It was the second time he had accomplished the feat, but he was far from being the only player in the Ohio State League to do so, prompting the Portsmouth Daily Times to issue an ill-advised recommendation.

“The ball players of the Ohio State League should smoke Bull Durham tobacco for the rest of their lives, for the company has been mighty good to them,” wrote the paper. “Most of the players have driven out home runs, which entitles them to a coupon calling for a 75¢ carton of the famous tobacco. Several have walloped the bull, for which they always receive a check for $50.”

Later in August, Sporting Life reported that several Ohio State League players would most likely be drafted, including Conwell. “That the Ohio State League will not only be riddled and fine-combed by the draft, but that several sales might be expected before the opening of the drafting season on September 1, was the belief expressed by a big league scout in this city [Lima, Ohio] in the early part of the week.”  Other potential draftees among the Cobblers were pitcher Lester Hartwig, shortstop Emmett Cain, and outfielder Homer Cain.

However, Conwell again manned third for Portsmouth in 1913 and improved his batting to .299 and slugging to .368, while finishing second on the team in hits (165) and doubles (32), and third in total bases with 203. His fielding went south, however, as he committed 33 errors in 100 games for a team-worst .914 fielding percentage. He enjoyed a few thrills, though, collecting a hit and fielding flawlessly in a late September exhibition game against the Chicago Cubs on “Al Bridwell Day” in Portsmouth.

Bridwell, the Cubs’ shortstop, was from nearby Friendship, Ohio but grew up and played ball in Portsmouth before making his major league debut with the Cincinnati Reds in 1905. He spent most of his career with the Boston Braves and New York Giants before joining the Cubs in 1913. The game attracted fewer fans than expected, but by all accounts, the day was a rousing success. The patrons who showed up were enthusiastic and the Cobblers put up a game fight, holding the Cubs scoreless for five innings before bowing to them by a score of 6-1. The Cubs’ catcher proved to be none other than Roger Bresnahan, Conwell’s former Cardinals manager, and the Hall of Fame backstop warmly greeted Conwell with a handshake when the latter stepped to the plate for the first time.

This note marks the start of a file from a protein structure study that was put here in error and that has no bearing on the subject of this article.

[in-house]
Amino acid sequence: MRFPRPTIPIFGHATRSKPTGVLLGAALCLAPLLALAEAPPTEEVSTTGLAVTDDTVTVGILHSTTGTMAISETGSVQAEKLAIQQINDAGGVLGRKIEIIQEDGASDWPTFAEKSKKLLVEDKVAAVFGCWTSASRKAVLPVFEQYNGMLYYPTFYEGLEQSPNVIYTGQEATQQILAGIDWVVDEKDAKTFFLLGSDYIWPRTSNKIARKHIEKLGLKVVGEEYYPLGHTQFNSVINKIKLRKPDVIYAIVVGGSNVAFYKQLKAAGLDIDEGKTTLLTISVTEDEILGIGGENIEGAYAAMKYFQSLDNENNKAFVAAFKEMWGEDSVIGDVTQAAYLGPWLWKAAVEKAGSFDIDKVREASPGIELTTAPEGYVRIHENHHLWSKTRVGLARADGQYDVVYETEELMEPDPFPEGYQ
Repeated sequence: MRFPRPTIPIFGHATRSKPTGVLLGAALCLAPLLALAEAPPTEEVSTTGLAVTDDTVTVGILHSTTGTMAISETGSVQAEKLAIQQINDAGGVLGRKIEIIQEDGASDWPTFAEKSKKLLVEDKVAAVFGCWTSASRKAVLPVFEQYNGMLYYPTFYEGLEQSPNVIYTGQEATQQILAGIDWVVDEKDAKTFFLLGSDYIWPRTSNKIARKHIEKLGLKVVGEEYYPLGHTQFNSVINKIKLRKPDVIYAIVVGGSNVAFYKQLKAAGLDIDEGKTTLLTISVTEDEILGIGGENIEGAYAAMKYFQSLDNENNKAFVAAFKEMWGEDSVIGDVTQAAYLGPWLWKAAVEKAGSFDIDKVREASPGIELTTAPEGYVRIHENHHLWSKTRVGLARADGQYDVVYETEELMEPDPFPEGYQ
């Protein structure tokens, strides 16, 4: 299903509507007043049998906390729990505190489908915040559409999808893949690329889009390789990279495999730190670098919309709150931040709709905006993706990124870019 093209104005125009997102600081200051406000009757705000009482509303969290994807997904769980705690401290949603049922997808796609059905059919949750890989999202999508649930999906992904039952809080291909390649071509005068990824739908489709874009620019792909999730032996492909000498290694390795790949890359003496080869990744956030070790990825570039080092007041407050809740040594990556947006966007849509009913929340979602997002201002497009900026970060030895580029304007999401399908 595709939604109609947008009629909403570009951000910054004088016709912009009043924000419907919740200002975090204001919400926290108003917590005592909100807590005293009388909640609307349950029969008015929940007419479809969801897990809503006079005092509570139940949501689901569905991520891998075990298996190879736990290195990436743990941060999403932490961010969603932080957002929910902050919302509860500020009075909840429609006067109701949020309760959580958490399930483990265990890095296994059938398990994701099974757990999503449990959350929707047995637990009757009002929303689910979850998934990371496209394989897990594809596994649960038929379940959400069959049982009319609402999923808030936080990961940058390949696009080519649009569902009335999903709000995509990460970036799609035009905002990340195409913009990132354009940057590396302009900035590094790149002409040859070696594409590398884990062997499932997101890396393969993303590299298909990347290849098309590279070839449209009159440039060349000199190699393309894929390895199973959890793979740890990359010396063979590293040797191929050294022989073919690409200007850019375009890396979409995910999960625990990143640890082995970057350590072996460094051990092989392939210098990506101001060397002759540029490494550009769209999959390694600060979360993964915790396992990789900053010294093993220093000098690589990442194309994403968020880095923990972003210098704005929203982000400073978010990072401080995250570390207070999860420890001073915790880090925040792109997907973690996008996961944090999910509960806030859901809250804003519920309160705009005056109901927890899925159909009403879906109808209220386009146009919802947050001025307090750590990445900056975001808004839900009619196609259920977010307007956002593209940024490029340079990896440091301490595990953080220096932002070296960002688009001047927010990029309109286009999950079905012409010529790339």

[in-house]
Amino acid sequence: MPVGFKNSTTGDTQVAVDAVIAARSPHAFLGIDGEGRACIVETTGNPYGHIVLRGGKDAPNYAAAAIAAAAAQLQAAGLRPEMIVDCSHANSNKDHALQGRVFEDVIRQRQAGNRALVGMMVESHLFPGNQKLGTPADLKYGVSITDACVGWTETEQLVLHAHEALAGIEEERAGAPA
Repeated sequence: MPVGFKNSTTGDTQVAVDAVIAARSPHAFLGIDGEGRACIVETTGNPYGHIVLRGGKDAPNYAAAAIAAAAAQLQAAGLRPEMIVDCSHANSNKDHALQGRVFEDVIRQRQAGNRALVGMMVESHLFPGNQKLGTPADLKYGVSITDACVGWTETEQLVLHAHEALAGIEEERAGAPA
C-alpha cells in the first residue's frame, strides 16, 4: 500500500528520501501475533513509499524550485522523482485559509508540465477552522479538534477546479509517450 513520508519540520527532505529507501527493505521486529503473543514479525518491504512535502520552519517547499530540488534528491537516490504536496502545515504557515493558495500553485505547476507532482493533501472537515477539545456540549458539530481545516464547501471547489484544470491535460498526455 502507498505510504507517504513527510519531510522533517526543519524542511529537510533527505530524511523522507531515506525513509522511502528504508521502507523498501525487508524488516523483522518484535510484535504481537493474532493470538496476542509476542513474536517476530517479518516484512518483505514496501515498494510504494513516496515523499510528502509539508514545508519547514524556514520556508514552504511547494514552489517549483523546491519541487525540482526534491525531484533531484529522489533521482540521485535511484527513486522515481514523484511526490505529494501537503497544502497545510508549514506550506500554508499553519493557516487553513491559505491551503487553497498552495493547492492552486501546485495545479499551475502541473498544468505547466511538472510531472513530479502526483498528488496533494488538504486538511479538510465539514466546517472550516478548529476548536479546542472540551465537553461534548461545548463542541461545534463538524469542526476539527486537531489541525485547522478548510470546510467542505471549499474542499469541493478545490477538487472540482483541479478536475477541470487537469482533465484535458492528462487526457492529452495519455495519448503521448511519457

But Conwell also experienced some setbacks. On October 25, the Times reported that he would have to undergo surgery to remove a growth in his left eye and that the obstruction had been bothering him for some time. It wouldn’t be the last time that Conwell would suffer serious health issues.

He recovered from the surgery, then went out and enjoyed his best season to date, batting .316 in 1914 with a career-high .389 slugging percentage. He was second on the team in games played (134) and hits (174), third in total bases with 214, and legged out 10 triples for the second time in his career. He also moved over to second base to make room for Eddie Goostree, who played third for the Cobblers for one year before moving on to the Rocky Mount Carolinians in the Class C Virginia League in 1915.

Conwell was rewarded for his efforts when the Waco Navigators of the Class B Texas League drafted him in November 1914. The Cobblers also lost outfielder John Hickey to the draft after Hickey batted .316 and paced the club with 16 triples.

“Local fans, while pleased to see Conwell and Hickey go higher, will regret to part with their services,” wrote the Portsmouth Daily Times. “For several years Conwell has been considered the best infielder in the Ohio State [League].”  About Hickey, the paper wrote, “He is a favorite here and is a grand ball player.”

Hickey struggled with Waco and batted only .220 in 26 games. Conwell seemingly adapted well, batting .281 and belting his first two home runs of his career, but he lost his second base job to Walter Malmquist and found himself on the bench in July. Navigators’ manager Ellis Hardy reconsidered later in the month, however, and started playing Conwell all around the infield. Conwell eventually settled in at shortstop and was considered the best shortstop in the league.